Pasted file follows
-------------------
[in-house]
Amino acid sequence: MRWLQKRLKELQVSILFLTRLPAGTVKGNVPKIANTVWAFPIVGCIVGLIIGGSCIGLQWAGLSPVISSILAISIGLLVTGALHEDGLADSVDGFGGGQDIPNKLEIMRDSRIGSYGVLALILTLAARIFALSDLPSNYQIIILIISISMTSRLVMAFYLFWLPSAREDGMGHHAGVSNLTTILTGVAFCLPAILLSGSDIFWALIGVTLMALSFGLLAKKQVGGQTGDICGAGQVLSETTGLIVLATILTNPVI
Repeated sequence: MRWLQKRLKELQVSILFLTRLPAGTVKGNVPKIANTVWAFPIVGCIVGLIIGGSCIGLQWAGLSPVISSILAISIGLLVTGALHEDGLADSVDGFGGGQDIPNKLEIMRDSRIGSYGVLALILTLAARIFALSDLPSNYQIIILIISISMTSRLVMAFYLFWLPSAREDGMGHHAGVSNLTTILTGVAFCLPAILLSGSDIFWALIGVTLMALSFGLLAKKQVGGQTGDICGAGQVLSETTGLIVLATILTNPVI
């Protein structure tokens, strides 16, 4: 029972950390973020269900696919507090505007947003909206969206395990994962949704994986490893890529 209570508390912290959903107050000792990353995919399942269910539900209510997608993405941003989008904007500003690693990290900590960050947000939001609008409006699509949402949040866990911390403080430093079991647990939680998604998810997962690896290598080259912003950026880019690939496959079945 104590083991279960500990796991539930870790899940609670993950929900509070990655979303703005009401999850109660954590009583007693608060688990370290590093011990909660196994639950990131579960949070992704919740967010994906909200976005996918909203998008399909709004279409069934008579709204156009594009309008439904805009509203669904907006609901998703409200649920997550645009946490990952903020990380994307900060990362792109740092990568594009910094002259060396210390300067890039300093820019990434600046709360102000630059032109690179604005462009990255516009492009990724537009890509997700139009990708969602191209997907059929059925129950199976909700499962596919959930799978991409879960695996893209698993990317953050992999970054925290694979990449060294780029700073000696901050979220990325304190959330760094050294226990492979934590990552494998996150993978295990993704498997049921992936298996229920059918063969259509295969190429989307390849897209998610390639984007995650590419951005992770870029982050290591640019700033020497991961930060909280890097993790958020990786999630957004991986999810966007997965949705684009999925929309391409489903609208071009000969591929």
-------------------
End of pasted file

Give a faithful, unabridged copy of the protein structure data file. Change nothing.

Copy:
[in-house]
Amino acid sequence: MRWLQKRLKELQVSILFLTRLPAGTVKGNVPKIANTVWAFPIVGCIVGLIIGGSCIGLQWAGLSPVISSILAISIGLLVTGALHEDGLADSVDGFGGGQDIPNKLEIMRDSRIGSYGVLALILTLAARIFALSDLPSNYQIIILIISISMTSRLVMAFYLFWLPSAREDGMGHHAGVSNLTTILTGVAFCLPAILLSGSDIFWALIGVTLMALSFGLLAKKQVGGQTGDICGAGQVLSETTGLIVLATILTNPVI
Repeated sequence: MRWLQKRLKELQVSILFLTRLPAGTVKGNVPKIANTVWAFPIVGCIVGLIIGGSCIGLQWAGLSPVISSILAISIGLLVTGALHEDGLADSVDGFGGGQDIPNKLEIMRDSRIGSYGVLALILTLAARIFALSDLPSNYQIIILIISISMTSRLVMAFYLFWLPSAREDGMGHHAGVSNLTTILTGVAFCLPAILLSGSDIFWALIGVTLMALSFGLLAKKQVGGQTGDICGAGQVLSETTGLIVLATILTNPVI
């Protein structure tokens, strides 16, 4: 029972950390973020269900696919507090505007947003909206969206395990994962949704994986490893890529 209570508390912290959903107050000792990353995919399942269910539900209510997608993405941003989008904007500003690693990290900590960050947000939001609008409006699509949402949040866990911390403080430093079991647990939680998604998810997962690896290598080259912003950026880019690939496959079945 104590083991279960500990796991539930870790899940609670993950929900509070990655979303703005009401999850109660954590009583007693608060688990370290590093011990909660196994639950990131579960949070992704919740967010994906909200976005996918909203998008399909709004279409069934008579709204156009594009309008439904805009509203669904907006609901998703409200649920997550645009946490990952903020990380994307900060990362792109740092990568594009910094002259060396210390300067890039300093820019990434600046709360102000630059032109690179604005462009990255516009492009990724537009890509997700139009990708969602191209997907059929059925129950199976909700499962596919959930799978991409879960695996893209698993990317953050992999970054925290694979990449060294780029700073000696901050979220990325304190959330760094050294226990492979934590990552494998996150993978295990993704498997049921992936298996229920059918063969259509295969190429989307390849897209998610390639984007995650590419951005992770870029982050290591640019700033020497991961930060909280890097993790958020990786999630957004991986999810966007997965949705684009999925929309391409489903609208071009000969591929």